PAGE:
Harold Melvin Wotton Sr. would have been 100 years old today. Born June 30. 1911 in Cushing Maine. Harold was the oldest of three. His little brother Alton was born 18 months later January 30, 1913, and his sister Sylvia was not far behind May 8, 1914. There mom was Laura Amelia Dyer. She came from a long line of Dyer’s and other family names such as Toothacker, Royal, and Grant.
They lived poor in the early 1900's working for room and board. There were a few father figures in his childhood, Elden Moses Wotton, George Henry Roderick, and Bertron Roy Hunt.
Harold married Doris M Gilbert November 2, 1929 in New Harbor, Maine. The settled in the Bristol area and started a family soon after. Their first was Harold Melvin Jr. born November 26, 1930 then another boy Donald Alton March 29, 1932. They kept adding to the family with Ramon Alfred October 28, 1933, then a small break, but next a girl, Laura Carolyn April 17, 1936. Then another boy Carroll Evan October 23, 1938 and Clinton Gilbert January 27, 1945. Supporting a family of any size in the 1930's was a task. He worked as an Ice Man delivering ice. He purchased an old store and moved it to an empty lot in New Harbor. They added onto the house/store and one of the rooms became the radio room where he would repair radios and televisions. Many could not afford television repair so there were many trades for the work that was performed. It is rumored that he traded a television for 100 acres of land.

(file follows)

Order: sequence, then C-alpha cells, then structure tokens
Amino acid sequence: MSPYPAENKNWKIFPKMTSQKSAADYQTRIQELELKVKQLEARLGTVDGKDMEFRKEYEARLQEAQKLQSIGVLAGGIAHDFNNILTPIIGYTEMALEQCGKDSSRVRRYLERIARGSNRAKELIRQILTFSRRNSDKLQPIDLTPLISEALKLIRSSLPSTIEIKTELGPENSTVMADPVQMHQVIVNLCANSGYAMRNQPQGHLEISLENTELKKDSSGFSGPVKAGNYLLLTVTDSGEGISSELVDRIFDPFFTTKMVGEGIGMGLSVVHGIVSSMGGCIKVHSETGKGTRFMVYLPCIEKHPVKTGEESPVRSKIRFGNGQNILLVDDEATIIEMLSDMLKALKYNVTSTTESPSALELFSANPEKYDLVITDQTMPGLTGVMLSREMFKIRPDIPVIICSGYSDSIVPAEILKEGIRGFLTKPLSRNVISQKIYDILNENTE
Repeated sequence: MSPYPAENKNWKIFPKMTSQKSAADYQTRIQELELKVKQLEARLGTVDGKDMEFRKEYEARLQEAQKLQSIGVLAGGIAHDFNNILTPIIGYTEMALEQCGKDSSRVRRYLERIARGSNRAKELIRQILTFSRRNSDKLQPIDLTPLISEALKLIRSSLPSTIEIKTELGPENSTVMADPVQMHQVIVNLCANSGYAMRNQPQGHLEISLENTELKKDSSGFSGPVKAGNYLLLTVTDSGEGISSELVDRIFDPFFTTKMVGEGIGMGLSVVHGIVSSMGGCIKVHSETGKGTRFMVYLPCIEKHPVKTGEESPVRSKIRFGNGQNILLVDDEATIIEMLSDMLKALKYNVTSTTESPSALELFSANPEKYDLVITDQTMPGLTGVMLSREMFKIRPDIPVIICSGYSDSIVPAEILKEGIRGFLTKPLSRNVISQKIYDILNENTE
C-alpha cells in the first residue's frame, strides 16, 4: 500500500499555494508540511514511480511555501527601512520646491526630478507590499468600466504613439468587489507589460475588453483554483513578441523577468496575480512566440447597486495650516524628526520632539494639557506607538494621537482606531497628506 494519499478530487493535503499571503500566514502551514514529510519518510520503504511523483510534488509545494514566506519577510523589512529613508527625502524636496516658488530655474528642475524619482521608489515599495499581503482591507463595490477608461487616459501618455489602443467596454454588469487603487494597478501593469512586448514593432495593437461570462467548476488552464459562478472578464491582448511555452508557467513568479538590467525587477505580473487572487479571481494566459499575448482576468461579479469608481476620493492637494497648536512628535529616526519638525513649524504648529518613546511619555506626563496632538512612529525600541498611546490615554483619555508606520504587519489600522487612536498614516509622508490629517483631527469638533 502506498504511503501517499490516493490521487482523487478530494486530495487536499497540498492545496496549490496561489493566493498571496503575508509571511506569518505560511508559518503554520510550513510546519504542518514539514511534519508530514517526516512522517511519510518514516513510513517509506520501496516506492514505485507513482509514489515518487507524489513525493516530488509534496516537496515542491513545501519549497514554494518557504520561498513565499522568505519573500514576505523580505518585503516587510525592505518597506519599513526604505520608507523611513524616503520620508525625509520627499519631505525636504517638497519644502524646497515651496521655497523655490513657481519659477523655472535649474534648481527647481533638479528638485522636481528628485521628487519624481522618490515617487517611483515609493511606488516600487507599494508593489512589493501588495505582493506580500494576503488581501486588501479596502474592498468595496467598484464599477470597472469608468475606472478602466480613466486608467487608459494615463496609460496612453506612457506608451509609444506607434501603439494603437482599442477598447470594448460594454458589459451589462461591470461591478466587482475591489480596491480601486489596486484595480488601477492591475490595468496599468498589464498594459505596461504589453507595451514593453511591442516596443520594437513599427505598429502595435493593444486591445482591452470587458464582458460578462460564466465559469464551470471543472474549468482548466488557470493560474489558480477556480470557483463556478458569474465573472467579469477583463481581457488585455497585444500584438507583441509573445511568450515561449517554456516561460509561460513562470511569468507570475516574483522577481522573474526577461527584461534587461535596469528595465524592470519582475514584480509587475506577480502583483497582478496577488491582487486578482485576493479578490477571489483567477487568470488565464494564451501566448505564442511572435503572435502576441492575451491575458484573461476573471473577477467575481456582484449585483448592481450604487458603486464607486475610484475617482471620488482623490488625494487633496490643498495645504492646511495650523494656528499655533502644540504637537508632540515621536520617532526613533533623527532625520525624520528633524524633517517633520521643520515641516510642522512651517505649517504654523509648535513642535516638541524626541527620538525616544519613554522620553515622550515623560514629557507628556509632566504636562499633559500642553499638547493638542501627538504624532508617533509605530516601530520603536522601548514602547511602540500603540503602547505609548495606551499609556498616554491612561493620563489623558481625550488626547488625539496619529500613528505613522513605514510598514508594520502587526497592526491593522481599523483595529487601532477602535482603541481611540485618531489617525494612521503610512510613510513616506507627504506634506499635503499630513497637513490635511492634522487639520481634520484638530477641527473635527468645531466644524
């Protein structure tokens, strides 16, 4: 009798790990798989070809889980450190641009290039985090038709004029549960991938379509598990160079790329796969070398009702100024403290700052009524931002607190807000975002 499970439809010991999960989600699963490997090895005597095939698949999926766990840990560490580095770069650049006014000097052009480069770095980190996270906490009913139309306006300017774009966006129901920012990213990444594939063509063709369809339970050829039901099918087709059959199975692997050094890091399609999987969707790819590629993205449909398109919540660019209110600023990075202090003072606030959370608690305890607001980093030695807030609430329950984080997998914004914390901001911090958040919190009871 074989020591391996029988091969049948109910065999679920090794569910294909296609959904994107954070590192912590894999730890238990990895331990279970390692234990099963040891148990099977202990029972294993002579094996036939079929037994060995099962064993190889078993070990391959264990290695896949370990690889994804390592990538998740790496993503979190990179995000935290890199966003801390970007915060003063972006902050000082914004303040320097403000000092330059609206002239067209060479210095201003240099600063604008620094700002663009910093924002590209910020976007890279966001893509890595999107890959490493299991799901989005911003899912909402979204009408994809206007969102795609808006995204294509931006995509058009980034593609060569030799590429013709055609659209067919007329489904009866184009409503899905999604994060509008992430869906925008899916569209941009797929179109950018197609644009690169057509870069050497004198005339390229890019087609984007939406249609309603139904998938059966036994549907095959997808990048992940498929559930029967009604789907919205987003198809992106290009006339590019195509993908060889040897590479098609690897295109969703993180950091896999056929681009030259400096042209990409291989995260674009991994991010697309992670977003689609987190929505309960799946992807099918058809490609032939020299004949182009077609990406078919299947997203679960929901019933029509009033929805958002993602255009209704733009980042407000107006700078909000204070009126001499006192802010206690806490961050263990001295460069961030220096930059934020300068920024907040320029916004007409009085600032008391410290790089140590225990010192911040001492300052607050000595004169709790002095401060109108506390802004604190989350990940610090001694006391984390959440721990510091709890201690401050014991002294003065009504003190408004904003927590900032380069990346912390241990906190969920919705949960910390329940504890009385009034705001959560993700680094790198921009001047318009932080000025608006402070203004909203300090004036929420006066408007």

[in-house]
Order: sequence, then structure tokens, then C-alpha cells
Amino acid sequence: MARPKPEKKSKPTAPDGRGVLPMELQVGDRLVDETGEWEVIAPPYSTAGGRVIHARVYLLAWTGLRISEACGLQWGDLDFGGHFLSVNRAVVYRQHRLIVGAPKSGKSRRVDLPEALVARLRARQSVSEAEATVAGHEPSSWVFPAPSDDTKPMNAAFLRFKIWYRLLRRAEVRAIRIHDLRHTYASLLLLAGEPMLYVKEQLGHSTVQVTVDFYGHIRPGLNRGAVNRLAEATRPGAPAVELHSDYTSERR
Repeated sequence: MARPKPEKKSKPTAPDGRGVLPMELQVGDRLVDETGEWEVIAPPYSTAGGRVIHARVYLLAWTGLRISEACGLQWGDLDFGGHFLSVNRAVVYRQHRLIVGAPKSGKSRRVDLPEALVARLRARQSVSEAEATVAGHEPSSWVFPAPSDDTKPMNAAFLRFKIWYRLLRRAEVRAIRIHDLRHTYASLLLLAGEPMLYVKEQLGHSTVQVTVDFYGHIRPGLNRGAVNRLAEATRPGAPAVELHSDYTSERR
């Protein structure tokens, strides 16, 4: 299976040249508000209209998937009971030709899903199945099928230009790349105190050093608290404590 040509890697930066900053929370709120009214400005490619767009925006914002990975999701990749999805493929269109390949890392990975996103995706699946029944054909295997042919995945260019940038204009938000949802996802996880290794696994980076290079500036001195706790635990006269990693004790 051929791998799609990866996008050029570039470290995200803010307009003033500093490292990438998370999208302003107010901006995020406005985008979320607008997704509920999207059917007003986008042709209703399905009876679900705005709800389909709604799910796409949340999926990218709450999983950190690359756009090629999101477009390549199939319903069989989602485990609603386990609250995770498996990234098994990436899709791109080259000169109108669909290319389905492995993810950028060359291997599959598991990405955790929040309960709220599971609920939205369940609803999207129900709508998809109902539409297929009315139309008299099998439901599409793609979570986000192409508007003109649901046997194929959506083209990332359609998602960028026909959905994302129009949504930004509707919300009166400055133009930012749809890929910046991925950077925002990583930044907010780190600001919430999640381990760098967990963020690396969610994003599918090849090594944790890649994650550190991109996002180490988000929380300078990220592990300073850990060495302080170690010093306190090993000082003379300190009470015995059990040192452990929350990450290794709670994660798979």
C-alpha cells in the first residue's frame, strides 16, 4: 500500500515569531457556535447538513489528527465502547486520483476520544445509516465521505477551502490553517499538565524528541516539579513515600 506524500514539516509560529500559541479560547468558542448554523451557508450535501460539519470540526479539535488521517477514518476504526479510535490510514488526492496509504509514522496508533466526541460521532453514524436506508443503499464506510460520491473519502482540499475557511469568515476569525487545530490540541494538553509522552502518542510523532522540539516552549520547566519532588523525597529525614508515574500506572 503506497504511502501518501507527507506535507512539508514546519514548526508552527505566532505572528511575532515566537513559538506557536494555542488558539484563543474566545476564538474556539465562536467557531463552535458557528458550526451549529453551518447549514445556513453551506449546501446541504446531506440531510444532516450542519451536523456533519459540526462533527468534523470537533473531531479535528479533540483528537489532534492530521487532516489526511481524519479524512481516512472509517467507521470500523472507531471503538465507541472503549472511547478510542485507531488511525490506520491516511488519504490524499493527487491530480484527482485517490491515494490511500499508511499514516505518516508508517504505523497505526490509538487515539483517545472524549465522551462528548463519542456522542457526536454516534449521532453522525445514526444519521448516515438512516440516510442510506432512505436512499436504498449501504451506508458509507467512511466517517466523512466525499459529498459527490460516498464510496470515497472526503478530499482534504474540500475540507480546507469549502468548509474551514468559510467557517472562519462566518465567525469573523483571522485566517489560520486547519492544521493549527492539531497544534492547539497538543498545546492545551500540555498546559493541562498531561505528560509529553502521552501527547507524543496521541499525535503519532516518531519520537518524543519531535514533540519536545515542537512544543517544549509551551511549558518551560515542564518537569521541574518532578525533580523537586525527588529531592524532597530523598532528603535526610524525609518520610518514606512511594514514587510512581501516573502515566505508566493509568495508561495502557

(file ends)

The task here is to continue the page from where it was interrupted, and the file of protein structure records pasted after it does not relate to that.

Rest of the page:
Harold married Frances Rose Trundy, we call her Dot, and they started a family in Frankfort Maine. Barbara Jean was born July 10 1946, and Marilyn Linda was born January 6, 1954. Harold worked at the Mercury dealership in Bangor and expanded his radio and television repair business. His shop was in Winterport on the main drag.
Harold was a horse lover and a Master Mason. He achieved the highest degree possible as a Freemason. He served as a town manager and retired in the 1970's. He married again April 15, 1975 to Virgina Bell. They traveled all over the US with a trailer.
After researching the Wotton family tree for two years, talking with over a hundred people, listening to stories, one thing is very clear. Everyone seemed to love Harold Wotton. You would be hard pressed to find someone to say anything bad about him. So this must be the legacy left behind. After 100 years, three wives, nine kids, he was a loved guy.
Kevin Sigler (they just call me #9)